Corticosteroid therapy has been commonly used for years to treat hypertrophic and keloid scars. Corticosteroids suppress inflammation, reduce collagen synthesis and inhibit cell proliferation; itch and thickness of scars is reduced. Corticosteroids can be given through injection, steroid tape or topically (by cream). Intralesional injections (injections into the scar) are common treatments for linear scars, hypertrophic scars and small keloids. Other treatments alongside corticosteroid therapy are often required for large keloids and thick hypertrophic scars.
Micro-needling is a semi-invasive technique that can be used on the face and body to achieve collagen induction (production). In this technique the skin or scar is pricked with needles to cause percutaneous collagen induction, this builds up connective tissue underneath retracted (contracted/stuck) or hypertrophic scars and wrinkles.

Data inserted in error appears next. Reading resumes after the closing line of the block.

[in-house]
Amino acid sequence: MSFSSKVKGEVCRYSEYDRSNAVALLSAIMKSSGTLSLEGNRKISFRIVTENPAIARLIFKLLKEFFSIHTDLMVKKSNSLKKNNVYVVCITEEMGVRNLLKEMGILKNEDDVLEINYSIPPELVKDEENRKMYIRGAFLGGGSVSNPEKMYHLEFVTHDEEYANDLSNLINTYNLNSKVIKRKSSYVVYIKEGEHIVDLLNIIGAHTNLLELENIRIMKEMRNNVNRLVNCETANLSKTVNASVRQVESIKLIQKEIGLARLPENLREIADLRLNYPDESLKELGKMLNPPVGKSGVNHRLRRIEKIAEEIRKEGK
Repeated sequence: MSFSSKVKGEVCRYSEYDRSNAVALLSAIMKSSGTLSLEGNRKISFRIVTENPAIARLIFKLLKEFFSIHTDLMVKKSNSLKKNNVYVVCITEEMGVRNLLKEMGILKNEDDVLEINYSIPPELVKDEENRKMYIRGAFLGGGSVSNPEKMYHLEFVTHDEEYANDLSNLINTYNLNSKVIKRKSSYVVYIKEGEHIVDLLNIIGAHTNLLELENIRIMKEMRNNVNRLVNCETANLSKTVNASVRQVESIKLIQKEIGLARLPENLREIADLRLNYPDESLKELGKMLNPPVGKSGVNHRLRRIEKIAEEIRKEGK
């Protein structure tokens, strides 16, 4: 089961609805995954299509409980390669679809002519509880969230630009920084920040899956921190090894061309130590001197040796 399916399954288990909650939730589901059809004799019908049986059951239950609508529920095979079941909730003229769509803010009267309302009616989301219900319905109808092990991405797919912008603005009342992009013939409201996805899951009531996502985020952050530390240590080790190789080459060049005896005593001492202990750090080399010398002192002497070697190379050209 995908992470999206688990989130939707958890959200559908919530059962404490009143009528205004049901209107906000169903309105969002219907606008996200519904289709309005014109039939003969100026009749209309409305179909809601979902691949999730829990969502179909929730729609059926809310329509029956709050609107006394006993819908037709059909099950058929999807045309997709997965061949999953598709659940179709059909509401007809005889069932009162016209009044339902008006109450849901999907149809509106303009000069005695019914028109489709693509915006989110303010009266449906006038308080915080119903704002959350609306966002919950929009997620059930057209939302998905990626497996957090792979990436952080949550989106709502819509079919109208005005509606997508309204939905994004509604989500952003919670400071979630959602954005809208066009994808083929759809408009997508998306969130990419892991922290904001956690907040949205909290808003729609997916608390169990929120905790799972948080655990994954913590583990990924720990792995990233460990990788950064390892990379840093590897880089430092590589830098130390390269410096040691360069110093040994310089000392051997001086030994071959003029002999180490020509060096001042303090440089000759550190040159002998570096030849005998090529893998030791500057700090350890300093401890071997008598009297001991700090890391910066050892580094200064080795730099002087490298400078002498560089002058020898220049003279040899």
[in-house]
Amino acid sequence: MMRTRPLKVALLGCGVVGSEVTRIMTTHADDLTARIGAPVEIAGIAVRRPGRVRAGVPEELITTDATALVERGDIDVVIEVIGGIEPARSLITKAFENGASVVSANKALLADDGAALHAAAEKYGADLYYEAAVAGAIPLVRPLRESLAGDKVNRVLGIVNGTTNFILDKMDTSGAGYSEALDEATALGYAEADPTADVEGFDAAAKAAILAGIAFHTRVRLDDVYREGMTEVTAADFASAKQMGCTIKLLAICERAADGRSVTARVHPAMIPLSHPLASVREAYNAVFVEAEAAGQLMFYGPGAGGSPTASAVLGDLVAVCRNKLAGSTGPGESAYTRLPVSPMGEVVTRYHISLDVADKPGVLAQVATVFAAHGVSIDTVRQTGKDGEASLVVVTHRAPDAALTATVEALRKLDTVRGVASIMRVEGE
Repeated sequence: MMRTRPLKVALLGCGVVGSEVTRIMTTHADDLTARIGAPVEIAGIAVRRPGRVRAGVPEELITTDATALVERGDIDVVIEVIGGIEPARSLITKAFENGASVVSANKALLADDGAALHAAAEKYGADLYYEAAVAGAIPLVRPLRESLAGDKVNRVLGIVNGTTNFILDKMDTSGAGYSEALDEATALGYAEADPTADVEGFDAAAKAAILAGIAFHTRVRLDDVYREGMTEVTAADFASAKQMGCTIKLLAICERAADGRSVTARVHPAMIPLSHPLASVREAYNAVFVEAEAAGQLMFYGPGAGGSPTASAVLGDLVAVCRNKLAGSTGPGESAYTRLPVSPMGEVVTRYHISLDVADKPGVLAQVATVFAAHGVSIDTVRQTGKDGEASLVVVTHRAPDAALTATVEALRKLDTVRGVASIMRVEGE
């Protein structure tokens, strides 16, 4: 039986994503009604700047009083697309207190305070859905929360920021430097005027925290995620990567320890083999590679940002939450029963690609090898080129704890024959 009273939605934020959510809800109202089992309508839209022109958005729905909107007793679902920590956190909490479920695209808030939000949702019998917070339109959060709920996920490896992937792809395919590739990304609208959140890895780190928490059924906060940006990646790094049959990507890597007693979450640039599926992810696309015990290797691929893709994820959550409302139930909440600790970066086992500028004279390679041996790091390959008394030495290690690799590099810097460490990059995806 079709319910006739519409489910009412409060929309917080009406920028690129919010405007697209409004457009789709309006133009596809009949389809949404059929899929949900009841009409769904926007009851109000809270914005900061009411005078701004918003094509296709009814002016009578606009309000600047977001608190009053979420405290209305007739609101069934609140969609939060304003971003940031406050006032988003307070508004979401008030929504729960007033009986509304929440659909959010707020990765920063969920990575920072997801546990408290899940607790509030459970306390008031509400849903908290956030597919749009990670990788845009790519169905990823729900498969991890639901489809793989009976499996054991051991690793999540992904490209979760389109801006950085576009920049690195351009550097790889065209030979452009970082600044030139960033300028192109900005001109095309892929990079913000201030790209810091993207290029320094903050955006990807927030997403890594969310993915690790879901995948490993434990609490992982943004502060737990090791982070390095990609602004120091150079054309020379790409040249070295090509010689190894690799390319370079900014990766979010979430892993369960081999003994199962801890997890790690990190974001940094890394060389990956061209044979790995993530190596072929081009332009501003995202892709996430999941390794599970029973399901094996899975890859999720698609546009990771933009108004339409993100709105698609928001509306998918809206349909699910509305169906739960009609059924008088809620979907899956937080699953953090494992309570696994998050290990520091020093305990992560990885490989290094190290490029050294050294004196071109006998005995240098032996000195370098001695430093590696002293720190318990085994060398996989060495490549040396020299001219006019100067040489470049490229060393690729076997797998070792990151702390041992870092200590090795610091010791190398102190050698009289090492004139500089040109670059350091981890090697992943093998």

The Pulsed Dye Laser (PDL) is a highly effective and low risk laser for the treatment of a wide range of vascular lesions. PDL releases brief pulses of selectively absorbed optical radiation which can cause selective damage to pigmented structures (blood vessels) and cells. The PDL is used to treat port-wine stains, facial telangiectasias and haemangioma. Newer PDLs with longer wavelengths and extended pulse durations have made deeper tissue penetration possible and improved clinical outcomes with reduced risk. PDL treatments are performed with a topical anaesthetic.
Intense Pulsed Light (IPL) is not the same as a laser. IPL releases pulses of energy through light in a broad wavelength range which produces heat on the skin. A laser projects energy in a very narrow wavelength range which is more focused and therefore produces bleeding (purpura). Thanks to the broad wavelength range, IPL gives less focused heat which reduces the amount of bleeding. The light targets haemoglobin in red blood cells which aims to close the local vessels and reduce the blood supply to the growth of the scar tissue.